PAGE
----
3. Reporting

Awardees will be required to submit the PHS Non-Competing Grant Progress Report, Form 2590 annually (http://grants.nih.gov/grants/funding/2590/2590.htm) and financial statements as required in the NIH Grants Policy Statement.

Section VII. Agency Contacts


We encourage your inquiries concerning this funding opportunity and welcome the opportunity to answer questions from potential applicants. Inquiries may fall into three areas: scientific/research, peer review, and financial or grants management issues:

1. Scientific/Research Contacts:

Carol Shreffler, PhD
Division of Extramural Research and Training
National Institute of Environmental Health Sciences
P.O. Box 12233, EC-23
111 T.W. Alexander Drive
Research Triangle Park, NC 27709
Telephone: (919) 541-1445
FAX: (919) 541-5064
Email: shreffl1@niehs.nih.gov


2. Peer Review Contacts:

Janice Allen, PhD
Division of Extramural Research and Training
National Institute of Environmental Health Sciences
79 TW Alexander Drive
Building 4401, Room 3170B
Research Triangle Park NC 27709
Telephone: (919) 541-7556
FAX: (919) 541-2503
Email:  Allen9@niehs.nih.gov

3. Financial or Grants Management Contacts:

Susan Ricci
Division of Extramural Research and Training
National Institute of Environmental Health Sciences
P. O. Box 12233, EC-22
Research Triangle Park NC 27709
Telephone: (919) 316-4666
FAX: (919) 541-2860
Email: ricci@niehs.nih.gov

Section VIII. Other Information


Required Federal Citations

Use of Animals in Research:
Recipients of PHS support for activities involving live, vertebrate animals must comply with PHS Policy on Humane Care and Use of Laboratory Animals (http://grants.nih.gov/grants/olaw/references/PHSPolicyLabAnimals.pdf) as mandated by the Health Research Extension Act of 1985 (http://grants.nih.gov/grants/olaw/references/hrea1985.htm), and the USDA Animal Welfare Regulations (http://www.nal.usda.gov/awic/legislat/usdaleg1.htm) as applicable.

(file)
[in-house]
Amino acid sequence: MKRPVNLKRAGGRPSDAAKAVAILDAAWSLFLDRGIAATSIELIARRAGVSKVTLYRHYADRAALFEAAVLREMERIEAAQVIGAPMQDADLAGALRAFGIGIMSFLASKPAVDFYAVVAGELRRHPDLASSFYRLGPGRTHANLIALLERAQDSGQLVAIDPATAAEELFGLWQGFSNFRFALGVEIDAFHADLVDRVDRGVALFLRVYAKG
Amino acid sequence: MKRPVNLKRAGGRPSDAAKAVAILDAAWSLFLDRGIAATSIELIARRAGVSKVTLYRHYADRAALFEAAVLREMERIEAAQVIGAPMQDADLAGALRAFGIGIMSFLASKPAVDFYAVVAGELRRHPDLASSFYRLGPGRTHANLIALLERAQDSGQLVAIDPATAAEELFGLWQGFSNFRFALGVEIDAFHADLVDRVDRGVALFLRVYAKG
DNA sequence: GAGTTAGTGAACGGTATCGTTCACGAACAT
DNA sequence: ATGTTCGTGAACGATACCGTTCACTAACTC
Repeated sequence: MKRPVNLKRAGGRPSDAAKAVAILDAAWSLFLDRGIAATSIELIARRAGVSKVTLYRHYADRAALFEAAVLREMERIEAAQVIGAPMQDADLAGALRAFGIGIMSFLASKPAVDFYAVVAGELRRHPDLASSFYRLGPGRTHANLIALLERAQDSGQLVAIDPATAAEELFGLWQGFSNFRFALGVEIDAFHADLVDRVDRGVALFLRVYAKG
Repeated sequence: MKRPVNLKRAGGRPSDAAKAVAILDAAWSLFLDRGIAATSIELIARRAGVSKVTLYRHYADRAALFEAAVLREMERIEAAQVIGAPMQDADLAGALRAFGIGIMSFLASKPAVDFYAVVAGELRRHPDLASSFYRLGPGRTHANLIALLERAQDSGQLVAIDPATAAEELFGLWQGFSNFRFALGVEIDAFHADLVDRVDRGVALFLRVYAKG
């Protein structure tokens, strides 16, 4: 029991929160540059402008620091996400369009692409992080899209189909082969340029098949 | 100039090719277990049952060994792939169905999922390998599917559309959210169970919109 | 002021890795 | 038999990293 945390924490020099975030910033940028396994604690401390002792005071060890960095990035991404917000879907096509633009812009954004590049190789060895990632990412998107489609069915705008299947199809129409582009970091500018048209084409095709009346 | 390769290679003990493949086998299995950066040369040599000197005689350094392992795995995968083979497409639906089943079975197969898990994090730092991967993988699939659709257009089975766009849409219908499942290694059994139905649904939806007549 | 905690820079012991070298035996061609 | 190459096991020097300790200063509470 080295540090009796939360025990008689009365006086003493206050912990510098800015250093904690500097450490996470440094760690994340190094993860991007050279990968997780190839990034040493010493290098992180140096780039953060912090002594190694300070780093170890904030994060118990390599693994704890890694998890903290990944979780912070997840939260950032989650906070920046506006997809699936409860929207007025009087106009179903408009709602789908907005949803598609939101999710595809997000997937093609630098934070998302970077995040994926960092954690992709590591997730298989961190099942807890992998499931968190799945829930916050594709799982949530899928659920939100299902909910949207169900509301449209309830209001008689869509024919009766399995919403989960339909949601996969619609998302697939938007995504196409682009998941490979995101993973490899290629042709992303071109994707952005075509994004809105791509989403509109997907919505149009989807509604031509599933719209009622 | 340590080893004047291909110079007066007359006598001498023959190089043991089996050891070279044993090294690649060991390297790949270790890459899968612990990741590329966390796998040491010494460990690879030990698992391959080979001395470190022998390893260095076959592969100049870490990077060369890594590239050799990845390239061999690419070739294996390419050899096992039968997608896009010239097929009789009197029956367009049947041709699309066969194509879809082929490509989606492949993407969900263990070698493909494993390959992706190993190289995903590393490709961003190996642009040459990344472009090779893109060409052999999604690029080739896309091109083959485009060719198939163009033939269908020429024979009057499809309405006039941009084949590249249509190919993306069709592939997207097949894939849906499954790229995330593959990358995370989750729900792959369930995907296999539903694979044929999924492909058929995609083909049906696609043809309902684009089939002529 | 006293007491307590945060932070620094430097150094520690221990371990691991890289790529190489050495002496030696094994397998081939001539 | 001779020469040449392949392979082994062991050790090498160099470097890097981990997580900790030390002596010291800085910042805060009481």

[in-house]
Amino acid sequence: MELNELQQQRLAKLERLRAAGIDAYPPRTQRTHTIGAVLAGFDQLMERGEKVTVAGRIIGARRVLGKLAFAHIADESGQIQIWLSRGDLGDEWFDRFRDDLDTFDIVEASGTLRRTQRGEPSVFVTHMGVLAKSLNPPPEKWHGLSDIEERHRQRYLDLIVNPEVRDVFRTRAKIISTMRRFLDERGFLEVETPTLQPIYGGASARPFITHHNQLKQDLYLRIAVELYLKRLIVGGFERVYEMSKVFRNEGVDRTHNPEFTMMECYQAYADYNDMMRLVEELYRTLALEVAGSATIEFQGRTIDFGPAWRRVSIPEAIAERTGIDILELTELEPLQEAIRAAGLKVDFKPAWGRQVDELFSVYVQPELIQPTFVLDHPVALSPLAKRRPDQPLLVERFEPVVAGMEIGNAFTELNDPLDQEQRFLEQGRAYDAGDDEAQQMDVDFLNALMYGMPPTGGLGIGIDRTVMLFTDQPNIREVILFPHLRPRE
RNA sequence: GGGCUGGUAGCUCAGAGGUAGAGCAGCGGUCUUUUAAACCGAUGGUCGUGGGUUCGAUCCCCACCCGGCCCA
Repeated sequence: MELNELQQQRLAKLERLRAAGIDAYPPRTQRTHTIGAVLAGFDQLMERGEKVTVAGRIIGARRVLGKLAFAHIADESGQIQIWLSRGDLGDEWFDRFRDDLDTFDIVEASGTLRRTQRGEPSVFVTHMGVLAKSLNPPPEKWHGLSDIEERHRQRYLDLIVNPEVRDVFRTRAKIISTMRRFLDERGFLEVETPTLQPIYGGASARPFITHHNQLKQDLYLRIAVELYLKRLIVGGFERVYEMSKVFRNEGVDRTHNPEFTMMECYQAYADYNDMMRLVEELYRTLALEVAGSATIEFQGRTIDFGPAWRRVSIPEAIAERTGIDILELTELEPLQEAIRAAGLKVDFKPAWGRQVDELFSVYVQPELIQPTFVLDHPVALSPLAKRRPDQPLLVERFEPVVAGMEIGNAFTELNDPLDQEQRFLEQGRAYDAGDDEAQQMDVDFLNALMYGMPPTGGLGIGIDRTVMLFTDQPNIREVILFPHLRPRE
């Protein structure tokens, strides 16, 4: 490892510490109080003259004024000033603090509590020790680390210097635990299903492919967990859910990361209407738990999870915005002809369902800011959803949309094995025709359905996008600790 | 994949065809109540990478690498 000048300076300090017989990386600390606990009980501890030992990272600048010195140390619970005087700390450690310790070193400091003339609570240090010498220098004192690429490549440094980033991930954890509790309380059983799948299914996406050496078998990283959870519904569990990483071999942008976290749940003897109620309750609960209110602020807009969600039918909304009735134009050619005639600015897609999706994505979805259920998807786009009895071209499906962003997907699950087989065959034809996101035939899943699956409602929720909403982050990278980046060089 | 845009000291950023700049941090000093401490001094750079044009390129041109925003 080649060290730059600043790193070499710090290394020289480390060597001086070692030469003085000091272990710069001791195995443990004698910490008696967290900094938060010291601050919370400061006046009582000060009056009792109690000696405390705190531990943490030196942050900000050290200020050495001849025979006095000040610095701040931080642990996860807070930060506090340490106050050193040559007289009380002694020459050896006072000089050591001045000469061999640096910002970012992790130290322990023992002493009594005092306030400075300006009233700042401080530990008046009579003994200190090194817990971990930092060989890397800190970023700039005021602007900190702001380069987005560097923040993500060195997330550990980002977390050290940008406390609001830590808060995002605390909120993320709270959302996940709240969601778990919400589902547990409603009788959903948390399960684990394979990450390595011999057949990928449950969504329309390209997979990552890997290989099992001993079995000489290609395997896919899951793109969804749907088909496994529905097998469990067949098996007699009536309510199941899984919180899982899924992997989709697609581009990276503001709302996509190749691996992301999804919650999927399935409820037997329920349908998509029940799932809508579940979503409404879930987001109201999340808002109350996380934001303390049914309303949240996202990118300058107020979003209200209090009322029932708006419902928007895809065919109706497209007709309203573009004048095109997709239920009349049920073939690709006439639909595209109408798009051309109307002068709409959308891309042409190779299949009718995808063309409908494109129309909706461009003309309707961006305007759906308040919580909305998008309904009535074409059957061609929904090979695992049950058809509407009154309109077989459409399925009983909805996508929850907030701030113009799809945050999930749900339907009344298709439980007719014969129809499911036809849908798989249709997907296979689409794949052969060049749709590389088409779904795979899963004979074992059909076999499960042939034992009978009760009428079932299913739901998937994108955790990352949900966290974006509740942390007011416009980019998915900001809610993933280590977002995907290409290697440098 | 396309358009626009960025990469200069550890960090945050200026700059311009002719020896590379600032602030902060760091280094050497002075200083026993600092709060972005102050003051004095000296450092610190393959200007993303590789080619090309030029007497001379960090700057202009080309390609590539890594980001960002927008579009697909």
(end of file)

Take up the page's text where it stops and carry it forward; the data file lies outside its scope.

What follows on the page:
Human Subjects Protection:
Federal regulations (45CFR46) require that applications and proposals involving human subjects must be evaluated with reference to the risks to the subjects, the adequacy of protection against these risks, the potential benefits of the research to the subjects and others, and the importance of the knowledge gained or to be gained (http://www.hhs.gov/ohrp/humansubjects/guidance/45cfr46.htm).

Data and Safety Monitoring Plan:
Data and safety monitoring is required for all types of clinical trials, including physiologic toxicity and dose-finding studies (phase I); efficacy studies (Phase II); efficacy, effectiveness and comparative trials (Phase III). Monitoring should be commensurate with risk. The establishment of data and safety monitoring boards (DSMBs) is required for multi-site clinical trials involving interventions that entail potential risks to the participants (NIH Policy for Data and Safety Monitoring, NIH Guide for Grants and Contracts, http://grants.nih.gov/grants/guide/notice-files/not98-084.html).

Sharing Research Data:
Investigators submitting an NIH application seeking $500,000 or more in direct costs in any single year are expected to include a plan for data sharing or state why this is not possible (http://grants.nih.gov/grants/policy/data_sharing).

Investigators should seek guidance from their institutions, on issues related to institutional policies and local IRB rules, as well as local, State and Federal laws and regulations, including the Privacy Rule. Reviewers will consider the data sharing plan but will not factor the plan into the determination of the scientific merit or the priority score.